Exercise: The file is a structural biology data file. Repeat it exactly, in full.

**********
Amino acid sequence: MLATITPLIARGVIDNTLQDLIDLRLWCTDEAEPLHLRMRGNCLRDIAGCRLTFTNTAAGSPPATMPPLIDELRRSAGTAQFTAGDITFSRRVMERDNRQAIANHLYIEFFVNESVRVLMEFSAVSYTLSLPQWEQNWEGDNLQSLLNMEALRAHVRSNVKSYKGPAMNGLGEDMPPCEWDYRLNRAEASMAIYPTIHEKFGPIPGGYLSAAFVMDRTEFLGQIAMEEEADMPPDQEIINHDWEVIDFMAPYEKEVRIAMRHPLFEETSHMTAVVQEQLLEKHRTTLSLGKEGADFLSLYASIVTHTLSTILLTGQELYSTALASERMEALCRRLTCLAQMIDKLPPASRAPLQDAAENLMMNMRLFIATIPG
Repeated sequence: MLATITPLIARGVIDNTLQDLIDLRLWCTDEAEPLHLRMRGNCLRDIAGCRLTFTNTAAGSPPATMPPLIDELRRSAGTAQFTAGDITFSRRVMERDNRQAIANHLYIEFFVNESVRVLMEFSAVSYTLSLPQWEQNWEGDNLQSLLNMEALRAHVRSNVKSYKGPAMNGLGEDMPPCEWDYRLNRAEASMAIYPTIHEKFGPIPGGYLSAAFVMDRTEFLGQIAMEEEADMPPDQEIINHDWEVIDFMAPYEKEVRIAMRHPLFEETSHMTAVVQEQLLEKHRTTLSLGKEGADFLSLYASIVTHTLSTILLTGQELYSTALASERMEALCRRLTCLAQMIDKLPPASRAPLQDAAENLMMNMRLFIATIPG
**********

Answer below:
Amino acid sequence: MLATITPLIARGVIDNTLQDLIDLRLWCTDEAEPLHLRMRGNCLRDIAGCRLTFTNTAAGSPPATMPPLIDELRRSAGTAQFTAGDITFSRRVMERDNRQAIANHLYIEFFVNESVRVLMEFSAVSYTLSLPQWEQNWEGDNLQSLLNMEALRAHVRSNVKSYKGPAMNGLGEDMPPCEWDYRLNRAEASMAIYPTIHEKFGPIPGGYLSAAFVMDRTEFLGQIAMEEEADMPPDQEIINHDWEVIDFMAPYEKEVRIAMRHPLFEETSHMTAVVQEQLLEKHRTTLSLGKEGADFLSLYASIVTHTLSTILLTGQELYSTALASERMEALCRRLTCLAQMIDKLPPASRAPLQDAAENLMMNMRLFIATIPG
Repeated sequence: MLATITPLIARGVIDNTLQDLIDLRLWCTDEAEPLHLRMRGNCLRDIAGCRLTFTNTAAGSPPATMPPLIDELRRSAGTAQFTAGDITFSRRVMERDNRQAIANHLYIEFFVNESVRVLMEFSAVSYTLSLPQWEQNWEGDNLQSLLNMEALRAHVRSNVKSYKGPAMNGLGEDMPPCEWDYRLNRAEASMAIYPTIHEKFGPIPGGYLSAAFVMDRTEFLGQIAMEEEADMPPDQEIINHDWEVIDFMAPYEKEVRIAMRHPLFEETSHMTAVVQEQLLEKHRTTLSLGKEGADFLSLYASIVTHTLSTILLTGQELYSTALASERMEALCRRLTCLAQMIDKLPPASRAPLQDAAENLMMNMRLFIATIPG